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[GreenYes] Naef Recycling Announces Project To Alert Community to the Importance of Quality Recycling



For More Information
Contact For Immediate Release
952-1511
mark@no.address

Naef Recycling Announces Project To
Alert Community to the Importance of Quality Recycling


Syracuse, NY - Naef Recycling is working with the paper industry to
help the public understand why it is important to keep glass, plastic
and metals separate from the paper stream which is sent to the mill.

According to Mark Naef, CEO of Naef Recycling, a source separated
facility, quality is an issue facing all material recycling
facilities regardless of the technology used. "The issue of quality
recycling to produce as high a quality product as possible for mills
to work with is a major concern for us," said Mark Naef

Paper mills experience significant increased costs to process the
product when glass, plastic and paper are mixed in. Also,
increasingly materials which are counted as recycled by
municipalities ultimately end up being disposed in landfills as
pulper rejects (garbage). This material if properly sorted on the
front end and free of contaminants could be recycled.

One of the most significant changes in the recycling industry in the
last several years has been the shift from source separated to
co-mingled collection systems.

According to a report from TAPPI - Technical Association for the
Worldwide Pulp, Paper and Converting Industries which studied
the Norpac Newsprint Mill in Longview, Washington, which has used
recovered fiber as part of its furnish for 14 years and now consumes
more than 250,000 tons annually, their has been a significant impact
on costs as the quality of the product they received diminished.

To maintain the high newsprint quality required of the mill's
customers, additional maintenance, reject disposal, and fiber costs
of more than U.S. $2.5 million per year have been incurred at the Norpac Mill.

* Increased equipment wear, due primarily to glass and other abrasive
contaminants, has increased maintenance costs more
than 300 percent.
* Pulper rejects, which are land filled and consist primarily of
plastics, tin, glass and aluminum have increased 800%.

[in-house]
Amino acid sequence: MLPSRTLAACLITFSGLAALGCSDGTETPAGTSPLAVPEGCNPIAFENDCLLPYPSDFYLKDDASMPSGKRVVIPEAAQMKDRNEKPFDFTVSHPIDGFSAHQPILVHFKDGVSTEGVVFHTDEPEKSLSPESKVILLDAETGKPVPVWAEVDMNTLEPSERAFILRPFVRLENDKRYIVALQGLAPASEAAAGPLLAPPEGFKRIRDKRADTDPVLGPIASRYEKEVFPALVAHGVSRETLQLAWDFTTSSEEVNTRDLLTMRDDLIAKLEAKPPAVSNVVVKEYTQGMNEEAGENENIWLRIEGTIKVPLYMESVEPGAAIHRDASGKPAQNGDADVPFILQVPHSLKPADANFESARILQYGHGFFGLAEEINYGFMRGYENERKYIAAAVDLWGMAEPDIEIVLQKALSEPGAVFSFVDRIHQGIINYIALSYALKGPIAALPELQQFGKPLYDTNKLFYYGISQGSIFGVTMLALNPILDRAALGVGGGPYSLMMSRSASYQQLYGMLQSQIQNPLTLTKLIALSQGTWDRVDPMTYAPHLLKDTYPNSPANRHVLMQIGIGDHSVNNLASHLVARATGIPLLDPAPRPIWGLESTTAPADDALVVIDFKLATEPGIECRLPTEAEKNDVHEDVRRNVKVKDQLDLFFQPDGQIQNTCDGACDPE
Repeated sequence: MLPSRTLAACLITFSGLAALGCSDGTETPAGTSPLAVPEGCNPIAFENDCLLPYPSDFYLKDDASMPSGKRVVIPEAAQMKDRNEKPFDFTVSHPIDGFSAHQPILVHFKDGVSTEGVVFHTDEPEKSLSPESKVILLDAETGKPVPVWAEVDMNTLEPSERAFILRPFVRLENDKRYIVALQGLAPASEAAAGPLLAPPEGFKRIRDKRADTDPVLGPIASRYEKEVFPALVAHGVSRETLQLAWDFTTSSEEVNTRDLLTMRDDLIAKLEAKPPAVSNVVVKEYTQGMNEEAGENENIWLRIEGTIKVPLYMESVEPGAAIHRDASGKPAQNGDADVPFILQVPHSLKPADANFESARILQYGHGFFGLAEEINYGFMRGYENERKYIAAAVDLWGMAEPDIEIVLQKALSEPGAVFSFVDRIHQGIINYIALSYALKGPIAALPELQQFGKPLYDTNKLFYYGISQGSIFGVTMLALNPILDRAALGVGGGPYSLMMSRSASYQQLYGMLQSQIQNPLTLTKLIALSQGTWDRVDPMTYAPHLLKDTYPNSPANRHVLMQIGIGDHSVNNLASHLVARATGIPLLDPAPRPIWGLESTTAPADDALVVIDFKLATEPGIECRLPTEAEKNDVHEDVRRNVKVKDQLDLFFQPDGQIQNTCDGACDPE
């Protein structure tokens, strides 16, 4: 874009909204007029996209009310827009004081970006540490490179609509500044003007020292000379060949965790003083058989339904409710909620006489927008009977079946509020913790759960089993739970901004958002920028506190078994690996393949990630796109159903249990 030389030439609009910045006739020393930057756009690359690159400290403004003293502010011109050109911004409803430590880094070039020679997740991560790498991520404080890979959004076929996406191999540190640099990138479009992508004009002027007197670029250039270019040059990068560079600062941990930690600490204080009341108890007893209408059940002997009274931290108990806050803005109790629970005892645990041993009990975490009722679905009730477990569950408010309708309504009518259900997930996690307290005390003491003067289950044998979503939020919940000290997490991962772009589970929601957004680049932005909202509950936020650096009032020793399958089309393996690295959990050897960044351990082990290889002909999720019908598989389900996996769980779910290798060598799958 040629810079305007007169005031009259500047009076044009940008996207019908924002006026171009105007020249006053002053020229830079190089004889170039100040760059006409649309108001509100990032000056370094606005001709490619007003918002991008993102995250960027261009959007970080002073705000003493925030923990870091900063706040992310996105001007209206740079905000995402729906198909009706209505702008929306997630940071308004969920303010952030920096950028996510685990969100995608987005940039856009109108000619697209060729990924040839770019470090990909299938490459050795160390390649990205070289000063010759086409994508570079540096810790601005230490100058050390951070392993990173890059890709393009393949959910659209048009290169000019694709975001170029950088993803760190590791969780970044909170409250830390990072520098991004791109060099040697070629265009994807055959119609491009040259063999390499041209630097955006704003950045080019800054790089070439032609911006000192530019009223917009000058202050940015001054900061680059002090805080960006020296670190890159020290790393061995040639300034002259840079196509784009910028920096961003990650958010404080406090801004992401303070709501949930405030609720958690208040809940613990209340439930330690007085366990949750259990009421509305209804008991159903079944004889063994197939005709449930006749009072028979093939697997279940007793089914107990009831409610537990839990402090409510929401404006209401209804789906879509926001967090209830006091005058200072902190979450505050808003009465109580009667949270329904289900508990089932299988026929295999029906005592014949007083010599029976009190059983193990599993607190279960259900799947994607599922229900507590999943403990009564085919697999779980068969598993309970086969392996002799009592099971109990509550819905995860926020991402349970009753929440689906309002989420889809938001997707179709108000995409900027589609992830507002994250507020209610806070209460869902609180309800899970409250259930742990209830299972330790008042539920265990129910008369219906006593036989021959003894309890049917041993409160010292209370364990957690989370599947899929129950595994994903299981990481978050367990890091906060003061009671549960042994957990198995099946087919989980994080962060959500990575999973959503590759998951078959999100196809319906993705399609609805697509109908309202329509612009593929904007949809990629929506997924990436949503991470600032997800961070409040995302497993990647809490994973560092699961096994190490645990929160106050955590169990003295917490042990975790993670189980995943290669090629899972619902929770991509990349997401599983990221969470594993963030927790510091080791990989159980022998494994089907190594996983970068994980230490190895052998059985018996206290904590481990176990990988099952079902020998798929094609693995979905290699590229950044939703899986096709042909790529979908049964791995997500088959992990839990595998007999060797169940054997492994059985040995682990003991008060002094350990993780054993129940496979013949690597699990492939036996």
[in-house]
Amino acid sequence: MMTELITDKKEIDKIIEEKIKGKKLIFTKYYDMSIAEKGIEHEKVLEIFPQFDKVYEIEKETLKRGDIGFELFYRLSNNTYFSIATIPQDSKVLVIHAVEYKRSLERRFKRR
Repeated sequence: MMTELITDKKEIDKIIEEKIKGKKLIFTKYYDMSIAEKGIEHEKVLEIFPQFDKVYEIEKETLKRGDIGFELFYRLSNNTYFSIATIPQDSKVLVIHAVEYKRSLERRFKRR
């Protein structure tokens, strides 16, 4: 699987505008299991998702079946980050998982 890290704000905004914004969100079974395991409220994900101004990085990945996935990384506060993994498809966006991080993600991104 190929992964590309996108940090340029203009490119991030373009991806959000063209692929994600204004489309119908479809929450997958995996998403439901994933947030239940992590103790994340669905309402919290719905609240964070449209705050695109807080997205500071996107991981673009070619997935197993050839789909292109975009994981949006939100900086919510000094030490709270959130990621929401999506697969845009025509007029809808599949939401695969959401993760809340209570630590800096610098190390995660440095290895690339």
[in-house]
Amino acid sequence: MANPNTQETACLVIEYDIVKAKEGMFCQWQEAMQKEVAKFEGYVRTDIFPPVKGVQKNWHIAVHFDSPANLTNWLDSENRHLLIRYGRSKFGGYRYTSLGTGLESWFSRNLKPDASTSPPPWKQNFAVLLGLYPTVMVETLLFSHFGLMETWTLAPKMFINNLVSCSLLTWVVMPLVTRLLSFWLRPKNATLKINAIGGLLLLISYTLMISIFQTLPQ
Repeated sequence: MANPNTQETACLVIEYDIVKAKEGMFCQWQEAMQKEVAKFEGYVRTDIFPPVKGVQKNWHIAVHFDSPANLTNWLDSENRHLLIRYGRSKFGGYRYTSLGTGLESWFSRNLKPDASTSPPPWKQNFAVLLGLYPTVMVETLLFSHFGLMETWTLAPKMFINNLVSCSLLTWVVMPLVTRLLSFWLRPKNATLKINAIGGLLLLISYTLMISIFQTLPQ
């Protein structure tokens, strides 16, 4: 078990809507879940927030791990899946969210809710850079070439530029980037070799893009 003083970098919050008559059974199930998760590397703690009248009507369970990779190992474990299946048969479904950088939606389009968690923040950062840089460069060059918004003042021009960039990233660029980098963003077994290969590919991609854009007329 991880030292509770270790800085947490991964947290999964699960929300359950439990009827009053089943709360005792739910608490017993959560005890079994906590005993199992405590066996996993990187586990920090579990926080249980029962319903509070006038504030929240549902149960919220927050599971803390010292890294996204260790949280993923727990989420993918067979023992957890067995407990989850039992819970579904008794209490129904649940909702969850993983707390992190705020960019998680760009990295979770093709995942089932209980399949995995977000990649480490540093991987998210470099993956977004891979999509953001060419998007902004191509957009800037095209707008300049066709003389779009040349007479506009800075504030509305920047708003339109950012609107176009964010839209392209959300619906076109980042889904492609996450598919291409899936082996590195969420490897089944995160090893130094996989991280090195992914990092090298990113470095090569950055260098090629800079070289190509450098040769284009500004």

* Other fiber related costs have increased by 740%

Some mills have even considered switching back from recycled material
to virgin (trees) as the problems they are experiencing are so severe.

Enclosed is an article, "The Effects of Changing ONP Quality On A
Newsprint Mill" from the TAPPI Journal, Technical Association for
the Worldwide Pulp, Paper and Converting Industries, Vol. 5 No. 1,
Jan. 2006. This articles highlights problems the mills are facing in
regard to deteriorating quality.

We also have a ten minute video (also available as a CD) produced by
Weyerhaeuser entitled "Keep Glass Out of the News" that highlights
some of the issues with glass contaminants. Weyerhaeuser uses this
video with its suppliers to help them understand this problem.

If you would like a copy of the film or a tour of Naef Recycling
contact Naef Recycling at 463-7266 or e-mail mark@no.address

- 30 -

The Effects of Changing ONP Quality ON A Newsprint Mill by
Jan 2006
TAPPI Journal, Vol. 5 No. 1
TAPPI is the leading technical association for the worldwide pulp,
paper, packaging, and converting industries and co-publisher of Paper360E.

Abstract:
One of the most significant changes in the recycling industry in the
last several years has been the shift from source separated to
co-mingled collection systems. The Norpac Newsprint Mill in Longview,
Washington, USA has used recovered fiber as part of its furnish for
14 years and now consumes more than 250,000 tons annually. During
this time as more and more of the mills old newsprint (ONP) suppliers
have switched to commingled collection, the quality of the raw
material has decreased substantially.

To maintain the high newsprint quality required of the mill's
customers, additional maintenance, reject disposal, and fiber costs
of more than U.S. $2.5 million per year have been incurred.

* Increased equipment wear, due primarily to glass and other abrasive
contaminants, has increased maintenance costs more
than 300 percent.
* Pulper rejects, which are land filled and consist primarily of
plastics, tin, glass and aluminum have
increased 800%.
* Other fiber related costs have increased by 740%

In the drive to reduce recycling collection costs, the recovered
fiber-consuming mill has been substantially and adversely affected.
There is a strong need for more balance in this system.

See enclosed PDF for the rest of the article.





GW Associates
702 S. Beech
Syracuse, NY 13210
315-476-3396
603-590-8273 fax
pwirth2@no.address
http://www.peterwirth.net


GW Associates
702 S. Beech
Syracuse, NY 13210
315-476-3396
603-590-8273 fax
pwirth2@no.address
http://www.peterwirth.net
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